There are two remarkable parts of the interview. One is when Goldman is describing his childhood and describes how his father descended into alcoholism, committed suicide with a gun, and then how Goldman, as a 15-year-old boy, found him. In the interview, Goldman is an 80 year old man and he says, “It was a fucked up childhood.” There is a graveness, a sense of finality to the way that Goldman says that phrase that strongly intimates, “no follow up questions.” The other remarkable moment, to me, is when Goldman is describing the fact that he has “been a writer for half a century or more” at the time of the interview and how that fact is “insane to [him.]” He consistently references that fact that he showed no signs of talent as a writer and then goes on to say that he hates his own writing, that he has no style, but has a good sense of story and an ear for dialogue. He says the only good things he’s done are The Princess Bride and Butch Cassidy and the Sundance Kid.

What is also striking about the interview is the way that Goldman curses. He says “fuck” and “fuckin’” as if he were 28 and 29 years old and not 80 years old. There is a vibrancy to the way he curses—he’s not an old man calling a lawnmower a “fuckin’ piece of shit” because it doesn’t work, he’s still a young man saying, “that movie fuckin’ sucked.” He also calls movies flicks, sometimes correcting himself when he is about to call a movie a film. At another point he refers to a movie as a “turd.”

Goldman’s catchphrase, “nobody knows anything,” refers to Hollywood and the film industry, but really what it is, is a way to free yourself as an artist from falling into decision-fatigue or from finding new ways to avoid working. When nobody knows anything, a principle that goes all the way back to Socrates, there’s no reason why your story can’t be good, can’t find an audience. And in some way that’s how Goldman carries himself. He is self-deprecating about his work, because he knows that even by giving advice or saying “nobody knows anything” he is claiming to know something. So what he does instead (at least in the way he carries himself in this interview) is couch all his advice and posturing in a kind of world-weary, but still impassioned perspective that transmits the following feeling: Life itself is fuckin’ crazy. Since I had no talent and still became who I am, and nobody knows anything, who is to say that I am right about anything—and who is to say anybody else is write about anything. So just fuckin’ write what you want to write. Sometimes it will be a turd and sometimes it will be genius but people will tell you it’s a turd because nobody fuckin’ knows anything so just do what you want to do, but know that it’s hard and it might not work out.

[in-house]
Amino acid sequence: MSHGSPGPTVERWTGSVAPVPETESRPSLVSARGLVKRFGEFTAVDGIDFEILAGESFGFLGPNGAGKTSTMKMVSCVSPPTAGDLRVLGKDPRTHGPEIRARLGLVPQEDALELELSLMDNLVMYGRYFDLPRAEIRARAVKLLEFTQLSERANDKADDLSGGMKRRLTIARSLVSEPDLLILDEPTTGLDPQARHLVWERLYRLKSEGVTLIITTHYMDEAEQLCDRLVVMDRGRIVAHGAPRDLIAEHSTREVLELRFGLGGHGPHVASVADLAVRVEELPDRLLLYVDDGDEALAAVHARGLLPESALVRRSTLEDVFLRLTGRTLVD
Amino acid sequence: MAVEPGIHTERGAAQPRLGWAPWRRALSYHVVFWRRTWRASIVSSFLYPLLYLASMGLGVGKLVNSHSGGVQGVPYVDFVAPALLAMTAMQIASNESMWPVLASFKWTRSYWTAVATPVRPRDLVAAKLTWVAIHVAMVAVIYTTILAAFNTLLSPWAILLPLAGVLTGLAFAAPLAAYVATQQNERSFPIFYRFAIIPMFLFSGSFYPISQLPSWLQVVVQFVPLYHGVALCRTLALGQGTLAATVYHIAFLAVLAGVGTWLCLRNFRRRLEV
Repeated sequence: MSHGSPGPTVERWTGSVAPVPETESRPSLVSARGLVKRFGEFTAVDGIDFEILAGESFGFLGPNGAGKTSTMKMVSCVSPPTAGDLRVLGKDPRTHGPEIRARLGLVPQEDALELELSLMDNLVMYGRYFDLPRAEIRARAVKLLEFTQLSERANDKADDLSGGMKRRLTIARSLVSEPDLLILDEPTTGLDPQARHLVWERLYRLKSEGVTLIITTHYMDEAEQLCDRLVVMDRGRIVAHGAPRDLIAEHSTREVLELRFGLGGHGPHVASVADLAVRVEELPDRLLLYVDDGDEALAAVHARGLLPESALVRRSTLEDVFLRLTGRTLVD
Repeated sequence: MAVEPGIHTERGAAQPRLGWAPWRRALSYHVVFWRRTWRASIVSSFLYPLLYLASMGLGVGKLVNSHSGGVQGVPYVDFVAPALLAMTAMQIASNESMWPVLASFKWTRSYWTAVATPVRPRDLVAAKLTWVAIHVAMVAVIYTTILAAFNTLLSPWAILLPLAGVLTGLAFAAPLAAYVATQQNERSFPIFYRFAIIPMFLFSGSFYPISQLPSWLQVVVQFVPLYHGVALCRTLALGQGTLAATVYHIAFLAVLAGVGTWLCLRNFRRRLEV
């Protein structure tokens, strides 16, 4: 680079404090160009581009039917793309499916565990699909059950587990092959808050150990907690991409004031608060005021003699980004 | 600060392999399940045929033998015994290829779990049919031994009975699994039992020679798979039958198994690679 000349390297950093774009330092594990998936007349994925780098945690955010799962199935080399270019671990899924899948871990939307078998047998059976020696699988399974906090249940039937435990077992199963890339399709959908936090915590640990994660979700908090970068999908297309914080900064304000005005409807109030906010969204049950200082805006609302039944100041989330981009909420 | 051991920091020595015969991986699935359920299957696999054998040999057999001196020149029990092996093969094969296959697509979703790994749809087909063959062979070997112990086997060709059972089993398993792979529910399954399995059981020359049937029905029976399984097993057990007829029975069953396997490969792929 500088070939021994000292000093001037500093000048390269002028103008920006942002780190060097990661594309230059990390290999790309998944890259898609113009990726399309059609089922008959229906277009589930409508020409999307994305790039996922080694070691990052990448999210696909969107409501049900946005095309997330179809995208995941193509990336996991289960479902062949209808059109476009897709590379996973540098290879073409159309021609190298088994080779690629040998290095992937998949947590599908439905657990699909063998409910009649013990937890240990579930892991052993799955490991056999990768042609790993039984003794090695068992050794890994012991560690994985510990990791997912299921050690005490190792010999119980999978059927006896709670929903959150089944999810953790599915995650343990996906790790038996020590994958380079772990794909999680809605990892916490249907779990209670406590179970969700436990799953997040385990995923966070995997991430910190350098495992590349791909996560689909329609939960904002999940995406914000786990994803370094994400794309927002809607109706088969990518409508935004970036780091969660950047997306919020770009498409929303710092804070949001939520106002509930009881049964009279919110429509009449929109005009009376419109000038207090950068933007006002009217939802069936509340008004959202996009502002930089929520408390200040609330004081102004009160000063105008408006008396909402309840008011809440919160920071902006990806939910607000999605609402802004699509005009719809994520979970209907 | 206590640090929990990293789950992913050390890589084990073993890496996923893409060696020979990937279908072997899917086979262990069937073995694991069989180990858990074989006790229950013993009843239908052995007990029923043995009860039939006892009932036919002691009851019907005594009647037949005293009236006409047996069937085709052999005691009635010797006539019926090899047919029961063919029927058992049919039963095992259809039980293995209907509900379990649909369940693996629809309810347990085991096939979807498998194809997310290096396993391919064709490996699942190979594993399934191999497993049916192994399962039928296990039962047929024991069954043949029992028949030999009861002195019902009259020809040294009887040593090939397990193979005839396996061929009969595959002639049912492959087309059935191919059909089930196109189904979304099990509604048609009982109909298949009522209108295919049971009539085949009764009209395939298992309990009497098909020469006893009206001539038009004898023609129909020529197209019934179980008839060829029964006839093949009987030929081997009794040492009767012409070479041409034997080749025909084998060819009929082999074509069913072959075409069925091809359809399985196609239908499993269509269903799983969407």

Now that I have spent a long weekend immersed in William Goldman’s biography, his catchphrases, and the high and low points of his career; have spent a weekend listening to Brian Koppelman’s six-second koans of creative advice, I can’t say that my outlook on my writing or my future as a creative person looks any rosier than before the weekend started. If anything, looking back at this past weekend I may just see that it served only as a brief respite from my own self-doubt and self-hate.

And, if I listen enough to William Goldman, I might just finally give myself over to the fact that all that matters is the work because nobody knows anything and sometimes what you think is great might not work; and what you think is terrible might be great; and maybe just once both of those things fall into place and then you have something you enjoy and the world enjoys. But that miraculous alignment still won’t change the fact that you know you’re a phony. And it’s that feeling, that battle, that you live with at the end of the day. That’s the fight that can impact your family. And that’s the thing no interview or Vine can help you figure out.